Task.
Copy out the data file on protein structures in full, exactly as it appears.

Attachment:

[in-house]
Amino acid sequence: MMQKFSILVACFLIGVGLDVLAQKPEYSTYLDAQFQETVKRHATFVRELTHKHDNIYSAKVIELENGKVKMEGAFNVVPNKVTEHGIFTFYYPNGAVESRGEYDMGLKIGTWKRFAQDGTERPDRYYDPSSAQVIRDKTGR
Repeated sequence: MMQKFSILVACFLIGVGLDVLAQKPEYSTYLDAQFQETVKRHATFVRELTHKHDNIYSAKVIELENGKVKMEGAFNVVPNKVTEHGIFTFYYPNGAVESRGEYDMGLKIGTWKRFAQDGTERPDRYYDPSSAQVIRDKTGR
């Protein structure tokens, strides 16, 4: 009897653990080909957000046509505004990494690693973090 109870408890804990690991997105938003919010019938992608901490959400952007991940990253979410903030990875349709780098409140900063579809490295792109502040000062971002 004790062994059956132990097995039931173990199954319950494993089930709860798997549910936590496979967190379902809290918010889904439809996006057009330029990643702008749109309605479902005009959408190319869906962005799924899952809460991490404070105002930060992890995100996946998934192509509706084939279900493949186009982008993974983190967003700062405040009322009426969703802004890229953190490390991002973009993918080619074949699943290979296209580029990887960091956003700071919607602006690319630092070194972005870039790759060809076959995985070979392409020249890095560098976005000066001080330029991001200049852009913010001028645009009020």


[in-house]
Amino acid sequence: MMQKFSILVACFLIGVGLDVLAQKPEYSTYLDAQFQETVKRHATFVRELTHKHDNIYSAKVIELENGKVKMEGAFNVVPNKVTEHGIFTFYYPNGAVESRGEYDMGLKIGTWKRFAQDGTERPDRYYDPSSAQVIRDKTGR
Repeated sequence: MMQKFSILVACFLIGVGLDVLAQKPEYSTYLDAQFQETVKRHATFVRELTHKHDNIYSAKVIELENGKVKMEGAFNVVPNKVTEHGIFTFYYPNGAVESRGEYDMGLKIGTWKRFAQDGTERPDRYYDPSSAQVIRDKTGR
């Protein structure tokens, strides 16, 4: 009897653990080909957000046509505004990494690693973090 109870408890804990690991997105938003919010019938992608901490959400952007991940990253979410903030990875349709780098409140900063579809490295792109502040000062971002 004790062994059956132990097995039931173990199954319950494993089930709860798997549910936590496979967190379902809290918010889904439809996006057009330029990643702008749109309605479902005009959408190319869906962005799924899952809460991490404070105002930060992890995100996946998934192509509706084939279900493949186009982008993974983190967003700062405040009322009426969703802004890229953190490390991002973009993918080619074949699943290979296209580029990887960091956003700071919607602006690319630092070194972005870039790759060809076959995985070979392409020249890095560098976005000066001080330029991001200049852009913010001028645009009020």